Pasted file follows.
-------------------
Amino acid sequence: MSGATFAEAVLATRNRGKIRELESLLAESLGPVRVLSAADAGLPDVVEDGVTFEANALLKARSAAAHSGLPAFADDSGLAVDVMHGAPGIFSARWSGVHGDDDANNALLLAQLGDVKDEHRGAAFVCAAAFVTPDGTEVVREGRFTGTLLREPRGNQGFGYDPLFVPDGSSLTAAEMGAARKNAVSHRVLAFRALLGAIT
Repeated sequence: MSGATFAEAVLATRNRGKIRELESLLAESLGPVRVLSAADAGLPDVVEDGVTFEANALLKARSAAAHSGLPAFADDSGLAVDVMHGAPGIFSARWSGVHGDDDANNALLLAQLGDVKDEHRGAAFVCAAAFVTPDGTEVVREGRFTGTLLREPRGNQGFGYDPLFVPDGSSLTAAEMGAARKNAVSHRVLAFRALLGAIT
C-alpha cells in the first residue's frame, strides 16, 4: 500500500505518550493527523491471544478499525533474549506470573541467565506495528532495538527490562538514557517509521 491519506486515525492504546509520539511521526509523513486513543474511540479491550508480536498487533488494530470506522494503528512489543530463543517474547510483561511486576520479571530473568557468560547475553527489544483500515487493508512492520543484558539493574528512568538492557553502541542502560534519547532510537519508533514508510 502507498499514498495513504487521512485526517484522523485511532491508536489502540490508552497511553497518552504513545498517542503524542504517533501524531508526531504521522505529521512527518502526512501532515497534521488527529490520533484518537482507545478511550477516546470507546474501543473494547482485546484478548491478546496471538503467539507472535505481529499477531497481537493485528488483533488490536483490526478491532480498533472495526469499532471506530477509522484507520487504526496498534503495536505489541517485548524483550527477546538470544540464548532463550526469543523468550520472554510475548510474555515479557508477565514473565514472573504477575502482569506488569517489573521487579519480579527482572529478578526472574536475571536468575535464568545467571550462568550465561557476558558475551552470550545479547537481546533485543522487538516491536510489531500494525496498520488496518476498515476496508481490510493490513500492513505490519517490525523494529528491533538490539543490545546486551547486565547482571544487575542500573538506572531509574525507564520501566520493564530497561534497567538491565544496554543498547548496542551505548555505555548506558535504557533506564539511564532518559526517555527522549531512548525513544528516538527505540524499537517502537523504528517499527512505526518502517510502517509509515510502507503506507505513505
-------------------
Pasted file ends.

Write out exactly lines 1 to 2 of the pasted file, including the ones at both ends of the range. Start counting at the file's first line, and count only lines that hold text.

Amino acid sequence: MSGATFAEAVLATRNRGKIRELESLLAESLGPVRVLSAADAGLPDVVEDGVTFEANALLKARSAAAHSGLPAFADDSGLAVDVMHGAPGIFSARWSGVHGDDDANNALLLAQLGDVKDEHRGAAFVCAAAFVTPDGTEVVREGRFTGTLLREPRGNQGFGYDPLFVPDGSSLTAAEMGAARKNAVSHRVLAFRALLGAIT
Repeated sequence: MSGATFAEAVLATRNRGKIRELESLLAESLGPVRVLSAADAGLPDVVEDGVTFEANALLKARSAAAHSGLPAFADDSGLAVDVMHGAPGIFSARWSGVHGDDDANNALLLAQLGDVKDEHRGAAFVCAAAFVTPDGTEVVREGRFTGTLLREPRGNQGFGYDPLFVPDGSSLTAAEMGAARKNAVSHRVLAFRALLGAIT